The truth about food packaging

The truth about food packaging

If you have moved to providing takeaway to your customers over the last year, you will have needed to purchase packaging products. This packaging not only keeps your food warm, but helps ensure it reaches its destination in one piece!

The question is… which type of packaging is the most environmentally friendly, and do customers really care how you have packaged up their food?

In this article, we will try to answer these questions.

The current state of play

The UK is aiming to become carbon neutral by the year 2050. This may seem like a long way away, but the UK currently produces over 350 million tonnes of carbon dioxide (CO2) a year!

The UK Government is taking steps to help reduce the amount of CO2 produced by businesses. For example, in October 2020, the Government placed a ban on the use of single-use plastic products like straws and drinks stirrers. In April this year, the price of plastic carrier bags will double to 10p, and small businesses will no longer be exempt from the charge.

This means that environmentally friendly packaging is no longer a ‘nice to have’, but is needed to stay compliant.

Do customers care about how their food is packaged?

Unsurprisingly, the answer is yes.

Two out of three people say that they are more likely to buy products that come in environmentally friendly packaging. 74% of these people say that they would be happy to pay more for green packaging.

When it comes to being environmentally friendly, London is the most eco-friendly city in the world. Those that live and work in the capital are more likely to take measures to reduce the amount of rubbish they create.

What does this mean for your business? It means that making the switch to environmentally friendly packaging could not only improve your green credentials, but increase your level of sales too.

Recyclable, compostable, biodegradable… what’s the difference?

If you need to consider packaging for your takeaway food offering, there are a wide range of different options out there.

The terms recyclable, compostable and biodegradable are often used interchangeably when referring to packaging, but this is not entirely accurate. There are some differences between the three.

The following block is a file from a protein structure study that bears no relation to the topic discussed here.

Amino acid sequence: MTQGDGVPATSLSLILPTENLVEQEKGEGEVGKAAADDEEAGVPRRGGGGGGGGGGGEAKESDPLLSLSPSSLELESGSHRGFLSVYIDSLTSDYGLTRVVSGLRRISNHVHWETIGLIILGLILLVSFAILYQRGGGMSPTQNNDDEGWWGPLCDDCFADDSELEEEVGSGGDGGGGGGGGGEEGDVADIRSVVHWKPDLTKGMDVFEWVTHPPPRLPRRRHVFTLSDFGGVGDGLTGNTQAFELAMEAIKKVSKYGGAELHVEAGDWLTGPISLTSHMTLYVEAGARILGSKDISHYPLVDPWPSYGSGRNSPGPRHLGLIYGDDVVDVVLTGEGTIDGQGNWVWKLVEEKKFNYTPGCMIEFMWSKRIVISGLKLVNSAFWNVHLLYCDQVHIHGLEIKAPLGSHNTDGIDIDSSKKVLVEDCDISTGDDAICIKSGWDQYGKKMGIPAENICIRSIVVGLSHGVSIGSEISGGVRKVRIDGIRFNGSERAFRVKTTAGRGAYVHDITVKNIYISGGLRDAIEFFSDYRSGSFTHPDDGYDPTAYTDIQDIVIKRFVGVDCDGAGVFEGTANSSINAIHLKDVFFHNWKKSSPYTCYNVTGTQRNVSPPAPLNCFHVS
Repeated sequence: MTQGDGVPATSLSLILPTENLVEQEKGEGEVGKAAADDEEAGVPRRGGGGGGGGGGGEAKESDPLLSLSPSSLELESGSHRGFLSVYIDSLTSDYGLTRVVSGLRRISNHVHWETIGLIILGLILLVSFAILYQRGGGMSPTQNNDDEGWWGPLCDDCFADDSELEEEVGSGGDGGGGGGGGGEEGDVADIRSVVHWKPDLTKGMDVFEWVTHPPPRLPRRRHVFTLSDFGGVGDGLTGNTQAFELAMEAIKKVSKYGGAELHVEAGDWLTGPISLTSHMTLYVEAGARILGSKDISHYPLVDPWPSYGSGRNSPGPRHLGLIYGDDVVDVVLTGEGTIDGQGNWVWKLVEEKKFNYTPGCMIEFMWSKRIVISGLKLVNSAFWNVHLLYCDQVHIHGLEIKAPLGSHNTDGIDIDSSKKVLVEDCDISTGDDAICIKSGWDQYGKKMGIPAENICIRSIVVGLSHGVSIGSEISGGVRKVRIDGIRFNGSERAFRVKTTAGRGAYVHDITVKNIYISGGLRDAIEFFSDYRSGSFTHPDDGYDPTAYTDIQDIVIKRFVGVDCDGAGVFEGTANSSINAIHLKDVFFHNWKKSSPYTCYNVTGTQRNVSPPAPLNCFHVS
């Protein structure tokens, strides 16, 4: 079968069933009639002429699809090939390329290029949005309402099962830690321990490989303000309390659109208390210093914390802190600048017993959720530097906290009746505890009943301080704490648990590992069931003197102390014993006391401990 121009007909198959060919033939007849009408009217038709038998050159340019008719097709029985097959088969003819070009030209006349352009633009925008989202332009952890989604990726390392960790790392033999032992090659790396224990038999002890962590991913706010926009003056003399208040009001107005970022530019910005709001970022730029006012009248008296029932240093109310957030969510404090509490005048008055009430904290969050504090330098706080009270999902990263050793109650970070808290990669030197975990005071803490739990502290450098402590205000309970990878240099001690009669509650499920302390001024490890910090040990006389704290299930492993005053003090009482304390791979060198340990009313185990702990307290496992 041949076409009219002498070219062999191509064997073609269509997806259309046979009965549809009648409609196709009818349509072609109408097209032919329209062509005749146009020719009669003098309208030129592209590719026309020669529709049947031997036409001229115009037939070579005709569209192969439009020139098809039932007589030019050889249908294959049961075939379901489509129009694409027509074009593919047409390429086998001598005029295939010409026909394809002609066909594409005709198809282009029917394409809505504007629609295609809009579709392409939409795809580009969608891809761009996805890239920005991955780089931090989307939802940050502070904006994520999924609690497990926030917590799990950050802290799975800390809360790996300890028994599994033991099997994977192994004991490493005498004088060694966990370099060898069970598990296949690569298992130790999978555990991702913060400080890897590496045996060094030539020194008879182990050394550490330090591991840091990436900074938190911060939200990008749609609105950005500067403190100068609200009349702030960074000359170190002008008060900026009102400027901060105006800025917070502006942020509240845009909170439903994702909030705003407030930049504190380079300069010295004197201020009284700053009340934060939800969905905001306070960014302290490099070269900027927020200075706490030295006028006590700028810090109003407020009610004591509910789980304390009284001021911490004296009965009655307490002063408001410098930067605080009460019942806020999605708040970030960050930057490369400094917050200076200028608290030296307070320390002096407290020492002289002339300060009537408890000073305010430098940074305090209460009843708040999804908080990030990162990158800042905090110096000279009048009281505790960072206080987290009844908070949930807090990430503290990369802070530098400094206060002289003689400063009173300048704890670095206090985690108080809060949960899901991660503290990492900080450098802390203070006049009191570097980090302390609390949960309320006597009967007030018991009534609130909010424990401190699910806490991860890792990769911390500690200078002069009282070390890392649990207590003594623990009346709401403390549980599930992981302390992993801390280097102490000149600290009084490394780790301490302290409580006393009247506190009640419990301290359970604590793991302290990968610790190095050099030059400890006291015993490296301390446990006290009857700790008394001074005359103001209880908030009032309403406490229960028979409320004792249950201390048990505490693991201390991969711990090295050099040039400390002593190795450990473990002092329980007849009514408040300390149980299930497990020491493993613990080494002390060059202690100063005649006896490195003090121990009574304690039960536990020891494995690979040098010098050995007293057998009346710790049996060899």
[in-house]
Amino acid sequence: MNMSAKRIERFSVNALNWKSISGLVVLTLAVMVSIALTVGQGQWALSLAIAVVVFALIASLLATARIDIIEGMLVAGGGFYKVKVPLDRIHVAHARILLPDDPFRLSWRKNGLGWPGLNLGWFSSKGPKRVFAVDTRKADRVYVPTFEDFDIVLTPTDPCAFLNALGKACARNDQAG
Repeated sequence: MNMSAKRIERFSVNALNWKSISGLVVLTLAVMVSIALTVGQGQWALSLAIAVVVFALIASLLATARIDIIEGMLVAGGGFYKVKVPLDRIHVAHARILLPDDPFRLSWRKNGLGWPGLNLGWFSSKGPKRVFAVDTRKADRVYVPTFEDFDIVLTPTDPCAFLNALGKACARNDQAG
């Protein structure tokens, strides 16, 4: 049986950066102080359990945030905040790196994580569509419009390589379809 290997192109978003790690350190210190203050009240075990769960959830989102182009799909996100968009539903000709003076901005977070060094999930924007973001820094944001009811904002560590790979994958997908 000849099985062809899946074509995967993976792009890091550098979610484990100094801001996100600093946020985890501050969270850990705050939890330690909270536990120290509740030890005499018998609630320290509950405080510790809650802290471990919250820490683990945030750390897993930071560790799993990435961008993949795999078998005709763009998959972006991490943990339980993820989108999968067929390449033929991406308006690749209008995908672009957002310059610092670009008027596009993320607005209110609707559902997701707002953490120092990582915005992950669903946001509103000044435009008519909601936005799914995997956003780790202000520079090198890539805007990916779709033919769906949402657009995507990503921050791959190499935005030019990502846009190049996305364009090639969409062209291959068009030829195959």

• Recyclable packaging can be turned into new products. About 80% of household waste can be recycled, but only about 45% is
  • Compostable packaging breaks down in a specific timeframe, usually between six to twelve weeks. This packaging can either be composted at home, or collected by the local council to be composted
  • Biodegradable packaging breaks down eventually, but unlike compostable products, there is no timeframe. For example, plastic cups are technically biodegradable, but can take up to 450 years to decompose

The different types of packaging available for your business

Now that we have looked at the different terminology, which type of packaging is the best choice for your food business?

Note: What can be recycled varies from council to council – if in doubt, we’d recommend getting in touch with your local authority.


Paper is often used to wrap up food like fish and chips. However, although you may think paper is a great recyclable option, it’s not in reality.

This is because paper absorbs grease and liquids, meaning that it can’t be put in the recycling bin.

Why does this cause a problem? When cardboard and paper are sent to be recycled, they are combined with water to create a mushy slurry. If paper or cardboard are contaminated with other liquids, this will ruin the mixture, meaning that everything has to be thrown into landfill.

This means that paper has to be put in the general waste, unless it is completely clean.


Commonly used for Indian and Chinese food, foil cartons can be recycled – they just need to be rinsed clean first.

Recycling foil only uses 5% of the energy it takes to make foil from scratch.


If you use cardboard boxes to serve food like pizza, then they may be able to be recycled. Your local council will be able to accept cardboard that is free of food or grease.

If boxes are covered in grease or food, they can be composted instead. Just rip the cardboard into thin strips and put it in your composting bin.


Polystyrene is commonly used for takeaway packaging, as it is cheap and insulates food well. Unfortunately, it cannot be recycled or composted.

We would not recommend reusing polystyrene for food storage. This is because bacteria are easily trapped in this type of material.


Wondering if you can recycle your plastic takeaway containers? It depends. There are different types of plastic used, some of which can be recycled and some of which can’t. There should be a symbol on the base of the container which will tell you if it can be cleaned and put into the recycling.

If plastics are single-use (for example, polyethene terephthalate, or PET for short), we would not recommend using them again. This is because these containers can leach chemicals into the food if reused.

Other materials

Different materials are becoming available for packaging all the time.

For example, straws and drink stirrers made from pasta are now an option. Once these have been used, they can be composted.

Some restaurants are also encouraging customers to bring their own containers for leftovers and takeaway food.

Confused about packaging? Crowbond is here to help

There are many different types of packaging out there, and if you are still not sure about which type is the best for your business, Crowbond is the expert.

As well as fresh produce, speciality food and drinks, we also sell different types of environmentally friendly packaging options. From foil through to plastic, we have all your needs covered.

Check out our packaging collection, or contact us if you want more information about which packaging is the most environmentally friendly choice for your business.


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